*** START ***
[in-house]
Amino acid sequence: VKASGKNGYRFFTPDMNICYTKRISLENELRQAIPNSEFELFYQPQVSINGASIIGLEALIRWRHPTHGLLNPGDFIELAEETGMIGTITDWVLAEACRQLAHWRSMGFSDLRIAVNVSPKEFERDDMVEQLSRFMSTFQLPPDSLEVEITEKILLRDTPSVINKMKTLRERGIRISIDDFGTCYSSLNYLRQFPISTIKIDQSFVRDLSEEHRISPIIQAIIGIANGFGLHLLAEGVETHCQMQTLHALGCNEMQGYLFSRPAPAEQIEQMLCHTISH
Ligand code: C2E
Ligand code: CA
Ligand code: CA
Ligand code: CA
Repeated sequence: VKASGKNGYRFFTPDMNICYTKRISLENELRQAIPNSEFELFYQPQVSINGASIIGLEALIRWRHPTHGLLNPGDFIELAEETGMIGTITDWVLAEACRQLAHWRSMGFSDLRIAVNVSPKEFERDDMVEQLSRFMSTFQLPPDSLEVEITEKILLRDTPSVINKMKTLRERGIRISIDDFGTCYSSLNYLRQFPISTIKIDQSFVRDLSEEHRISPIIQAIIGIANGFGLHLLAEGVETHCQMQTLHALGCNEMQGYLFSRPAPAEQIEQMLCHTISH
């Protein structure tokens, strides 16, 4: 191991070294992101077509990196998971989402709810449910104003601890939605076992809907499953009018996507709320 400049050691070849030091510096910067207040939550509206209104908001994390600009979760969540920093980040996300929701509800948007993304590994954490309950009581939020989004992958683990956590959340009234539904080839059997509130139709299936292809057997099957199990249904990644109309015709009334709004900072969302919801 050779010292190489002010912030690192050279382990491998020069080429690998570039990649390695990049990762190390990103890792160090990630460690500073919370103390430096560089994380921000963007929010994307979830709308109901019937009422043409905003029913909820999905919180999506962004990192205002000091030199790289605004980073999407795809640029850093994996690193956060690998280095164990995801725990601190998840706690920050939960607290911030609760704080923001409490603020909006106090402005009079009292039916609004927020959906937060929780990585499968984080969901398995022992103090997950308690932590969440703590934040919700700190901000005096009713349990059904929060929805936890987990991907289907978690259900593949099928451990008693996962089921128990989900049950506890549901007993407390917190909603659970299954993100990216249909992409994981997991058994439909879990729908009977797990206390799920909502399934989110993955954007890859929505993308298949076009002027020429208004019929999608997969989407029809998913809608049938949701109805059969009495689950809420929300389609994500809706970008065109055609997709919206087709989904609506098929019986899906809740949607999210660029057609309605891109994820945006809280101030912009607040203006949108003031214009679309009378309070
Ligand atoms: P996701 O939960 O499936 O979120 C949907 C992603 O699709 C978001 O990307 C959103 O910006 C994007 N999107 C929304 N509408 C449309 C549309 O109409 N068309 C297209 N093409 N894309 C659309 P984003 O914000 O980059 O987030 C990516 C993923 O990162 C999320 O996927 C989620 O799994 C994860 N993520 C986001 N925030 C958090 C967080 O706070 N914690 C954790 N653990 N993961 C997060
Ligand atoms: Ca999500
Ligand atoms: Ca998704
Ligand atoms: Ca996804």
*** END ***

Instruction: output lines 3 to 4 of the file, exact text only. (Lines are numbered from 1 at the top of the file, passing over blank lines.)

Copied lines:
Ligand code: C2E
Ligand code: CA